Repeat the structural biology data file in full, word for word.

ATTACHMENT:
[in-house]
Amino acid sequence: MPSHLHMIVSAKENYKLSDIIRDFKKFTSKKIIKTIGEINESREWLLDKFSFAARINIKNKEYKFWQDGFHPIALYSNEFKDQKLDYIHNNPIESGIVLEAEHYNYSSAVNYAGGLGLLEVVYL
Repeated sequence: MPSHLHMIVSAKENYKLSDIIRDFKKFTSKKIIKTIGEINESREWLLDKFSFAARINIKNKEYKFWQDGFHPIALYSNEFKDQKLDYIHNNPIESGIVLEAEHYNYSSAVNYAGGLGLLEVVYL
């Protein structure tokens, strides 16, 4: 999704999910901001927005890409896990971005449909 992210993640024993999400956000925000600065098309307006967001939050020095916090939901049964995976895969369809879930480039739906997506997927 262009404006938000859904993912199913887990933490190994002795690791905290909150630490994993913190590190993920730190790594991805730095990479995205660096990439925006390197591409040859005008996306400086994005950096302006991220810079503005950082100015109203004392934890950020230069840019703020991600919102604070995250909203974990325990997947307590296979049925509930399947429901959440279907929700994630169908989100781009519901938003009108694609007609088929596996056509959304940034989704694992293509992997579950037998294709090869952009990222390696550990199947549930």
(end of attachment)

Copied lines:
[in-house]
Amino acid sequence: MPSHLHMIVSAKENYKLSDIIRDFKKFTSKKIIKTIGEINESREWLLDKFSFAARINIKNKEYKFWQDGFHPIALYSNEFKDQKLDYIHNNPIESGIVLEAEHYNYSSAVNYAGGLGLLEVVYL
Repeated sequence: MPSHLHMIVSAKENYKLSDIIRDFKKFTSKKIIKTIGEINESREWLLDKFSFAARINIKNKEYKFWQDGFHPIALYSNEFKDQKLDYIHNNPIESGIVLEAEHYNYSSAVNYAGGLGLLEVVYL
């Protein structure tokens, strides 16, 4: 999704999910901001927005890409896990971005449909 992210993640024993999400956000925000600065098309307006967001939050020095916090939901049964995976895969369809879930480039739906997506997927 262009404006938000859904993912199913887990933490190994002795690791905290909150630490994993913190590190993920730190790594991805730095990479995205660096990439925006390197591409040859005008996306400086994005950096302006991220810079503005950082100015109203004392934890950020230069840019703020991600919102604070995250909203974990325990997947307590296979049925509930399947429901959440279907929700994630169908989100781009519901938003009108694609007609088929596996056509959304940034989704694992293509992997579950037998294709090869952009990222390696550990199947549930």